The object of this game is to demonstrate that energy is
taken into the body by eating foods, and that different foods provide different
amounts of energy. Energy is either used up or stored. We want to stress the
fact that storing food is not necessarily a bad thing.Although the energy unit values assigned to
the different foods are loosely based on their caloric values, this fact should
not be mentioned to the students. We want to ensure that the students do not
get the message that they need to count calories and then expend the amount of
calories they consume. Rather, we want them to realize that food contains
energy which is used by the body to perform physical activities. Energy that is
not used by physical activity is stored in the body.
You will need: 1 roll of tape per group (or per student, if
playing individually), 1 ruler per group (or per student, if playing individually),
scratch paper and pencils for the groups (or student), and 1 stack of Food
Cards per group (or per student, if playing individually).
Prepare the “field” by marking the width of one end of the
room or hallway with a long piece of tape. This is the starting line, so label
it as such with a marker.Measure 8 feet
(96 inches) from the starting line and mark the finish line, or “Energy Zone,”
with another long piece of tape the width of the field. Label it as the “Energy
Zone” with marker.Every 2 feet from the
starting line to the energy zone, make a long mark the width of the field with
tape, in order to give the students a better sense of the length of the field.
Mark on the tape the number of inches from the energy zone
that it is. For instance, the first line of tape from the starting line will
say “72 inches,” the second line will say “48 inches,” and the third line will
say “24 inches.” This will allow the students to get a better sense of how many
inches they still need to go to reach the Energy Zone.
the students to imagine that they are going to play a game of touch
football with their friends that evening. Playing a game of touch football
for about 25 minutes uses up a measure of 100 units of energy from their
that these energy units (EUs) get into the body through foods they eat,
and different foods contain more or less EUs than other foods.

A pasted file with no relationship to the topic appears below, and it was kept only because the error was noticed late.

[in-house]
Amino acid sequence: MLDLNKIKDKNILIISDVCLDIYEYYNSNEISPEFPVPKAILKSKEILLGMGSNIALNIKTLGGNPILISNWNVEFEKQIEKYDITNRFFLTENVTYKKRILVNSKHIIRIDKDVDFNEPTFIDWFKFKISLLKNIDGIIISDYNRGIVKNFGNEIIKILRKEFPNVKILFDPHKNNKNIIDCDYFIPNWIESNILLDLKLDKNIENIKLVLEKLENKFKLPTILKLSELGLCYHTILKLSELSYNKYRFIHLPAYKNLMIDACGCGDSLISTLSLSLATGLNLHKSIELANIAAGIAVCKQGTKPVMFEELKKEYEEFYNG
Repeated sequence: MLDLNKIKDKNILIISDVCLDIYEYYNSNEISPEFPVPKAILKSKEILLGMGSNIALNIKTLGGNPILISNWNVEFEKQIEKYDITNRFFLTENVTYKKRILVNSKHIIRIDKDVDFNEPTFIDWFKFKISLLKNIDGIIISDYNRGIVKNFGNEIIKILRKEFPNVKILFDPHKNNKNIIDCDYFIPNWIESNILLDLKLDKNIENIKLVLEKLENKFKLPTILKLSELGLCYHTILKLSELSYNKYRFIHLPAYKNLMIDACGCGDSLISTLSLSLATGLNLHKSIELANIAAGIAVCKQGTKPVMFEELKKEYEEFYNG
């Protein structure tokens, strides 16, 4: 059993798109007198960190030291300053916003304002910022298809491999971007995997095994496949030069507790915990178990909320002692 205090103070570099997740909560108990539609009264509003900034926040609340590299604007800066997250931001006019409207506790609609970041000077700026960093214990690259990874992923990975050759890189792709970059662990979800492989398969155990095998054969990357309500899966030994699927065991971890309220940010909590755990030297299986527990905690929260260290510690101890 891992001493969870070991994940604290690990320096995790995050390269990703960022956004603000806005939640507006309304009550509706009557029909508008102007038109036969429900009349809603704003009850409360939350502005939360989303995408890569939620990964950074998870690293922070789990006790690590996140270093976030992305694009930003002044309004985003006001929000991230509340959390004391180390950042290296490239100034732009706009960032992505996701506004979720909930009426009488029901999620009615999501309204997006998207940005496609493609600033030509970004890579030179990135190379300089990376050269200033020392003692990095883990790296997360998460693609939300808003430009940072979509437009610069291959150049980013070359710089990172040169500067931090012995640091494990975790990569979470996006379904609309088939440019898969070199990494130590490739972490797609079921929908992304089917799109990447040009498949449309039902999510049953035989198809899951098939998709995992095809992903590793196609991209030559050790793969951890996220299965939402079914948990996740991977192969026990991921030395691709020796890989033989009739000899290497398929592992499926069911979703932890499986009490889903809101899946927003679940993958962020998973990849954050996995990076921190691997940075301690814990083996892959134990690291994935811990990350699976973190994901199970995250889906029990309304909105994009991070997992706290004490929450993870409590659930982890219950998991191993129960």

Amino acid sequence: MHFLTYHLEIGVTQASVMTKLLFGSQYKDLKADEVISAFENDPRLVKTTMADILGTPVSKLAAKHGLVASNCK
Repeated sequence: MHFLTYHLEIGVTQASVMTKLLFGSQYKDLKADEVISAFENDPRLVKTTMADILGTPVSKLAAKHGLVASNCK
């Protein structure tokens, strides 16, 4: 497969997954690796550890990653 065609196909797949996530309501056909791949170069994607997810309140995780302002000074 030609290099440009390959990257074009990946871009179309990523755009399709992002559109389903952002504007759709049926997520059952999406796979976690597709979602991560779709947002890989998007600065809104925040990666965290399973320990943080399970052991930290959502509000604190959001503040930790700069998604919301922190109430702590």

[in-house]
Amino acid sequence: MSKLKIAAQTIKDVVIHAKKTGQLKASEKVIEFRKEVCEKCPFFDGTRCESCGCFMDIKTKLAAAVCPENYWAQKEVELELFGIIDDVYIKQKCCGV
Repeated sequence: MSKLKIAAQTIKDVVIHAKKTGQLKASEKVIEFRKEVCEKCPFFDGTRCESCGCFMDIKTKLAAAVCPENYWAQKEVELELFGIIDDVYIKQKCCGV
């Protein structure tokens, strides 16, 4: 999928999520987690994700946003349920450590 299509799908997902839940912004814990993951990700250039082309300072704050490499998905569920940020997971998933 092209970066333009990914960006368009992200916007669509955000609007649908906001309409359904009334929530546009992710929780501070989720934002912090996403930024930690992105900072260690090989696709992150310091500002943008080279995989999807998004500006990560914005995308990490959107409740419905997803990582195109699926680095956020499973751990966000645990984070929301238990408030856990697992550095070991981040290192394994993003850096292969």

that the game they are going to play right now is kind of like football,
and they are going to all start on one end of the “field” and try to get
to the other end, the end zone—or in this case, the “Energy Zone,” without
going too far beyond it.
will be given a stack of cards with different foods on them, and over the
course of the game they must pick 6 different foods to “eat.” They will
move across the field according to the EU value assigned to each food that
they choose to “eat,” where 1 EU = 1 inch.
again, stress that they want to get to the energy zone without going too
far beyond it, so they want to choose foods that will get them there, but
without going beyond it, if possible.
Since they must pick 6 foods, they have 6
“downs” to get into the energy zone (similar to the 4 downs needed for a
first down in football).
The students know the EU values
assigned to each food because the value is written on the backside of the food
cards. They will try to plan mathematically which foods to “eat” by combining 6
different foods with EU values equaling 100, or nearly 100.
The students do not know the
corresponding EU values assigned to the foods they choose to “eat.” The teacher
has a list of the foods and their EU values.Once the groups decide which food they want to “eat” at at a particular
down, the teacher tells them how many EUs the food contains and the students
move the corresponding number of inches.
the groups line up at the starting line.Hand each group their own stack of food cards (40 per stack).
1st Down -- give them a few minutes to pick their first food to “eat.”
on which scenario you are using, allow the students to use their rulers to
measure the distance their food’s EUs will take them.
the students place a small piece of tape on the floor to mark how far that
food took them, so they know where to measure from for their next food
2nd Down – give the students a few minutes to pick the next food they want to
“eat,” stressing that they cannot choose the same food, and they want to try to get to the energy zone
without going far beyond it.
until the 6th Down.
students to move beyond the energy zone (as far as the space you are
working in will allow), which will occur if they consistently choose foods
with high EU values.
students who get closest to the energy zone tape, with or without going
beyond it, are the winners.